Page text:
I pretty much guessed at how much negative ease I needed to work with the stretch denim, but otherwise the drafting was pretty straightforward: trace my sloper, cut off the waistband, cut off a back yoke, draft some front pockets by using the Ginger pocket pieces as a reference for how the various pieces related. I drafted my own fly based on my patternmaking class, and the pattern pieces are slightly different from the ones used on the Ginger jeans, so I used my notes from class when I got to constructing this part. I used the back pocket and belt loop pieces as-is from the pattern, because I might as well take a shortcut where I can, when fit isn't an issue. From here I followed the jeans e-book for construction - since I based my pieces off of the Ginger pattern, the instructions worked great. I basted everything together for a fit check, which was honestly not as bad as I feared, made a few tweaks, and moved forward with sewing.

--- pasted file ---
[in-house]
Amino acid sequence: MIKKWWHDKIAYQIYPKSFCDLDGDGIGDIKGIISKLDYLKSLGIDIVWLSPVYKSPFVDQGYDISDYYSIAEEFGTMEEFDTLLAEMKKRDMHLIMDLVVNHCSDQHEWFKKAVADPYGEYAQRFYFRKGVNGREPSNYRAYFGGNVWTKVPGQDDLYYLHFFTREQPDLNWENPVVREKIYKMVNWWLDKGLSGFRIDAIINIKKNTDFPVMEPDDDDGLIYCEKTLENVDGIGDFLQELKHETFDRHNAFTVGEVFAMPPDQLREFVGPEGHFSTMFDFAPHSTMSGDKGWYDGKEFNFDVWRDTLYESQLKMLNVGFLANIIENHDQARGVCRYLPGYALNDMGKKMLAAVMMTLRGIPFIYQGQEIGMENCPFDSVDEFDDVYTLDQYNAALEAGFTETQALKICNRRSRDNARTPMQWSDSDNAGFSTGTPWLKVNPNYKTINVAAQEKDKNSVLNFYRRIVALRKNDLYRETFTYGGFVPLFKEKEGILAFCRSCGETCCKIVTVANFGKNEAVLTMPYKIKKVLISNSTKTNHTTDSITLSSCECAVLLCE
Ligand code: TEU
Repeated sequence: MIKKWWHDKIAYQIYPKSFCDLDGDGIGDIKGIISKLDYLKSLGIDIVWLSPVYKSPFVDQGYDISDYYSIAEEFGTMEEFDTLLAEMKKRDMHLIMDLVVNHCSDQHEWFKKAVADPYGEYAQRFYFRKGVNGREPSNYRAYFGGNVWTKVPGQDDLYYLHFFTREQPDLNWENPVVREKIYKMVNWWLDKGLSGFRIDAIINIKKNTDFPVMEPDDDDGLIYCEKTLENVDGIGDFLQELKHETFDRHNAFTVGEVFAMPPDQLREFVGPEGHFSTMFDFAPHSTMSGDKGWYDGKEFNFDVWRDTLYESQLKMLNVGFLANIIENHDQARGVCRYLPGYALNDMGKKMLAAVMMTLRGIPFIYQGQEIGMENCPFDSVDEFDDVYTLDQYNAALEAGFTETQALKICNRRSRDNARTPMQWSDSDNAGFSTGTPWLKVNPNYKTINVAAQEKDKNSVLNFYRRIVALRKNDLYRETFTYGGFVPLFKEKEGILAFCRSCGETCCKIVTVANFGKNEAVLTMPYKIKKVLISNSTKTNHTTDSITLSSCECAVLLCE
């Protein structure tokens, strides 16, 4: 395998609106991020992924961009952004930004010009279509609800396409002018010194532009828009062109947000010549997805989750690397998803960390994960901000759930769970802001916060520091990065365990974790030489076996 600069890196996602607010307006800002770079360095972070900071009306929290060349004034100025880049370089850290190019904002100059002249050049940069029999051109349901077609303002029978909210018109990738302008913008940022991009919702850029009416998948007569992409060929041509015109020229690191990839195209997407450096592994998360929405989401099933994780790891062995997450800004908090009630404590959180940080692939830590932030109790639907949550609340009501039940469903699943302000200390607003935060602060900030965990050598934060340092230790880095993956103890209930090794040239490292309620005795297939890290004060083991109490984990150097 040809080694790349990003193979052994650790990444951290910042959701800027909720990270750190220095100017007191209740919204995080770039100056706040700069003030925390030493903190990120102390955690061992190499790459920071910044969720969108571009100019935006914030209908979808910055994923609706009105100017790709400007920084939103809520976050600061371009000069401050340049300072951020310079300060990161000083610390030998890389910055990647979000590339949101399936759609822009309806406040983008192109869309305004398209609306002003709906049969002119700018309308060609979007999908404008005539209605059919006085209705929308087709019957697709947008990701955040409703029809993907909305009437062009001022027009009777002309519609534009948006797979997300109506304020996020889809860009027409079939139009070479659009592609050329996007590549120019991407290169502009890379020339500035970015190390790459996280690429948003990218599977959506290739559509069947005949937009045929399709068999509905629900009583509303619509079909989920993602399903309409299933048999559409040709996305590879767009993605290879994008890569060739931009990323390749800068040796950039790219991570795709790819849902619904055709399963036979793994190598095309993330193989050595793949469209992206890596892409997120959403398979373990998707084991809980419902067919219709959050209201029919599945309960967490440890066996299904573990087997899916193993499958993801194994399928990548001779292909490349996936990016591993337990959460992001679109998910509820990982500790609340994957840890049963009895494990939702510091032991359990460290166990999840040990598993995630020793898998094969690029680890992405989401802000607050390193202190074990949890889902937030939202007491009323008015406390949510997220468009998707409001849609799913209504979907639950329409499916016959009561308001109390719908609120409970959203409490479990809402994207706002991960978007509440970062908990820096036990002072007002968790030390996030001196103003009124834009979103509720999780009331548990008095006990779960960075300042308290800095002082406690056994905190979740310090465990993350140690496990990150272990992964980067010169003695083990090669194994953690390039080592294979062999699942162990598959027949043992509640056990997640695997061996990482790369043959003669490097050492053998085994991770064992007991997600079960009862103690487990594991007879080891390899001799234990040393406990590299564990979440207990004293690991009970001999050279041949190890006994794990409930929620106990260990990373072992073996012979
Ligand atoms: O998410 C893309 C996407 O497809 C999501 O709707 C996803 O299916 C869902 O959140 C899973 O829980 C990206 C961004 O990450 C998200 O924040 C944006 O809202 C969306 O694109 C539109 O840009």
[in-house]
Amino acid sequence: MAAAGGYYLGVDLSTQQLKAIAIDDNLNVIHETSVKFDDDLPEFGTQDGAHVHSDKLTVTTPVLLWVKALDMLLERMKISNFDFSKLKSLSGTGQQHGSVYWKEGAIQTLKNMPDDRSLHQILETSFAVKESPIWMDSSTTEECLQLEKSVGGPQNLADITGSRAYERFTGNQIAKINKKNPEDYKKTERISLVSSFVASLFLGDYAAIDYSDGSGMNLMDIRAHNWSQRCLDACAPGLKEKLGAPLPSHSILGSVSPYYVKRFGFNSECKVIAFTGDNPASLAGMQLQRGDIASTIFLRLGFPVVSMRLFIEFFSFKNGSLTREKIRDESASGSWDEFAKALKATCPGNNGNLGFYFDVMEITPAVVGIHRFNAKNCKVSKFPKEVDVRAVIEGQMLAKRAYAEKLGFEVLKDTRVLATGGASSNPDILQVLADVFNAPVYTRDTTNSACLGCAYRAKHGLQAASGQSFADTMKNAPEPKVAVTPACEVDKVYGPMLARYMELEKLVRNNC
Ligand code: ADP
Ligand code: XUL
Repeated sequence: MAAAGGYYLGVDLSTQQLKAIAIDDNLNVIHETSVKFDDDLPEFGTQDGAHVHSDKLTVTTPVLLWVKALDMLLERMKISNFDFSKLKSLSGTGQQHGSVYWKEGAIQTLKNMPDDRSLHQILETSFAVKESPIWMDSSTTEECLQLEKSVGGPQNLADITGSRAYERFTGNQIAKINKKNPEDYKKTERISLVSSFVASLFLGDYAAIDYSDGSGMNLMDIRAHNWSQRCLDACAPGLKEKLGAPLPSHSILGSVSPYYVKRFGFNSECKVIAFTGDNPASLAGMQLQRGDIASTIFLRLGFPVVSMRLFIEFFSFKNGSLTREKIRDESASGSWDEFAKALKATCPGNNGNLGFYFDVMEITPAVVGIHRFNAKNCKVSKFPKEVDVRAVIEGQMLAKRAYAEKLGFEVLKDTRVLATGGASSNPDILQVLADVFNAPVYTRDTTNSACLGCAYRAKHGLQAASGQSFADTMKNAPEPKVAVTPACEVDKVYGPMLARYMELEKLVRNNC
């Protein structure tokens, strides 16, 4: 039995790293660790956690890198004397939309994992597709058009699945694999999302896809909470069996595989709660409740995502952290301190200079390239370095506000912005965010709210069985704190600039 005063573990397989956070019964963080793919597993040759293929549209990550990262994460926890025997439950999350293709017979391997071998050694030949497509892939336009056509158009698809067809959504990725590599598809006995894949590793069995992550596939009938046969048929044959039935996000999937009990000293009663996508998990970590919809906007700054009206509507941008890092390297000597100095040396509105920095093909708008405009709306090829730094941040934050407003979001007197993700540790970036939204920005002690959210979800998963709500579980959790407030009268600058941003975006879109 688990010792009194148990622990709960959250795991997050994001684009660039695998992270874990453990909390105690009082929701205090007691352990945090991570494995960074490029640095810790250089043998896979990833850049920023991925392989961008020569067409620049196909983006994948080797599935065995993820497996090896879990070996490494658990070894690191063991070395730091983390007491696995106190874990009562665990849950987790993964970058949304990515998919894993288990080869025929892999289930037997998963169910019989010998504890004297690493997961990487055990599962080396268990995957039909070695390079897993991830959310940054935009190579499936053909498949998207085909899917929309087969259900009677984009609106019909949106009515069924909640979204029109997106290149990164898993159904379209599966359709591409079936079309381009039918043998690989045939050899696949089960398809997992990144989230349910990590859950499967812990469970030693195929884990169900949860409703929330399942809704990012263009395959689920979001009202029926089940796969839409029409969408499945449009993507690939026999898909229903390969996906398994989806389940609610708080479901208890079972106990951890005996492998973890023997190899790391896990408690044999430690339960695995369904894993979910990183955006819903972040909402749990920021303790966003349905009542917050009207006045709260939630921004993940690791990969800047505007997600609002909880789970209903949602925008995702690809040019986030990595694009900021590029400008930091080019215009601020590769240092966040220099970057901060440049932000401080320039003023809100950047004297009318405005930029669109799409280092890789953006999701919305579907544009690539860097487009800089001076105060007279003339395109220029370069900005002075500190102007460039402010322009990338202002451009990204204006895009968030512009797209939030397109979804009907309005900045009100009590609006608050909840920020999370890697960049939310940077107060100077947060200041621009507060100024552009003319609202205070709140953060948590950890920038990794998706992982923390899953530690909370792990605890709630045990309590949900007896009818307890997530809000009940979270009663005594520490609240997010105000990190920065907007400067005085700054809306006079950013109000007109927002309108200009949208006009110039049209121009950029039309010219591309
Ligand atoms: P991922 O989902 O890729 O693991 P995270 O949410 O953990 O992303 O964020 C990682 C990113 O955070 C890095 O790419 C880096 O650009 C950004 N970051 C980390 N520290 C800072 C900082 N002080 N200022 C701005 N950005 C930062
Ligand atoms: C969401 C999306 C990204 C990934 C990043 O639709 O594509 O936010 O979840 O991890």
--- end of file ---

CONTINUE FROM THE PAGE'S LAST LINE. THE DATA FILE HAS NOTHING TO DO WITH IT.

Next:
baste-fitting before taking them apart and sewing for real

At some point I decided I wanted to make a button fly for these, but my jeans notions kits were for zip flies, so I had to source some more buttons. TaylorTailor had me covered for some great jeans buttons and matching rivets - highly recommend!

The worst part of the construction process was the topstitching. I didn't yet have my Bernina, so I was constantly switching between regular and topstitching thread on a single machine. My machine was just awful at the topstitching part, jamming up, eating the thread, making big thread nests on the wrong side, and sometimes breaking needles. It was an ORDEAL and I definitely cursed out my machine several times and swore to never make jeans again. But then - they were done! And they were beautiful and I was so proud. I always really love hammering on hardware, so the rivets were a satisfying way to wrap up the shorts.